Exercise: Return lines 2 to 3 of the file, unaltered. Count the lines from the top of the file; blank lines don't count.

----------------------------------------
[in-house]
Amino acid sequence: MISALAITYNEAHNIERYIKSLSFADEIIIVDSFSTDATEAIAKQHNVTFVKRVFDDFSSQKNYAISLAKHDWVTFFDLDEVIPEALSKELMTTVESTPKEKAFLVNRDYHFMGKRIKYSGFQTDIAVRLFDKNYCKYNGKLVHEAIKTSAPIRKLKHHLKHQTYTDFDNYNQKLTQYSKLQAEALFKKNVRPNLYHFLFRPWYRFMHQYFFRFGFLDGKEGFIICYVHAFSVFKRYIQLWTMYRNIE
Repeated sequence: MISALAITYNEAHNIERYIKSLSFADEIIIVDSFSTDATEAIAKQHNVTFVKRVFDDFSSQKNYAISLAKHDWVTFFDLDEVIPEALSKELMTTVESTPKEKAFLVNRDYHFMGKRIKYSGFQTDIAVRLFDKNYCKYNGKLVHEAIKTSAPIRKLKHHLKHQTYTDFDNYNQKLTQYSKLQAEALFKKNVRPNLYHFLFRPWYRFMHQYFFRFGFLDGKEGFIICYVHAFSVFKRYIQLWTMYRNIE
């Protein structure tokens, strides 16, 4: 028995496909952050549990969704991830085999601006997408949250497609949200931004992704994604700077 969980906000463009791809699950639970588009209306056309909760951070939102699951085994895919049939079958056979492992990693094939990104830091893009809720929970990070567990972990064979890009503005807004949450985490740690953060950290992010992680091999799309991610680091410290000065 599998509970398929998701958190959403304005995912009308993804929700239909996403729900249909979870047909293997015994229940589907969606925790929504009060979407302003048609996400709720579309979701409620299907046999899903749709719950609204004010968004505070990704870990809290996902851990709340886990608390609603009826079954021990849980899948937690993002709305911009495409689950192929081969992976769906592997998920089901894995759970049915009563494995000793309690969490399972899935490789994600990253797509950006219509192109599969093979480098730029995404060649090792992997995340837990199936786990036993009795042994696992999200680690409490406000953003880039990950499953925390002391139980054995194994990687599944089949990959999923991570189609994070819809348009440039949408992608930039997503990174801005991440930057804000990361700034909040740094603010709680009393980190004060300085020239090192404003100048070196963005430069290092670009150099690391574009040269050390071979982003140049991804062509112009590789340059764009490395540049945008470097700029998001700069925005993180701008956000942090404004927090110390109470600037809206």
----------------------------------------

Amino acid sequence: MISALAITYNEAHNIERYIKSLSFADEIIIVDSFSTDATEAIAKQHNVTFVKRVFDDFSSQKNYAISLAKHDWVTFFDLDEVIPEALSKELMTTVESTPKEKAFLVNRDYHFMGKRIKYSGFQTDIAVRLFDKNYCKYNGKLVHEAIKTSAPIRKLKHHLKHQTYTDFDNYNQKLTQYSKLQAEALFKKNVRPNLYHFLFRPWYRFMHQYFFRFGFLDGKEGFIICYVHAFSVFKRYIQLWTMYRNIE
Repeated sequence: MISALAITYNEAHNIERYIKSLSFADEIIIVDSFSTDATEAIAKQHNVTFVKRVFDDFSSQKNYAISLAKHDWVTFFDLDEVIPEALSKELMTTVESTPKEKAFLVNRDYHFMGKRIKYSGFQTDIAVRLFDKNYCKYNGKLVHEAIKTSAPIRKLKHHLKHQTYTDFDNYNQKLTQYSKLQAEALFKKNVRPNLYHFLFRPWYRFMHQYFFRFGFLDGKEGFIICYVHAFSVFKRYIQLWTMYRNIE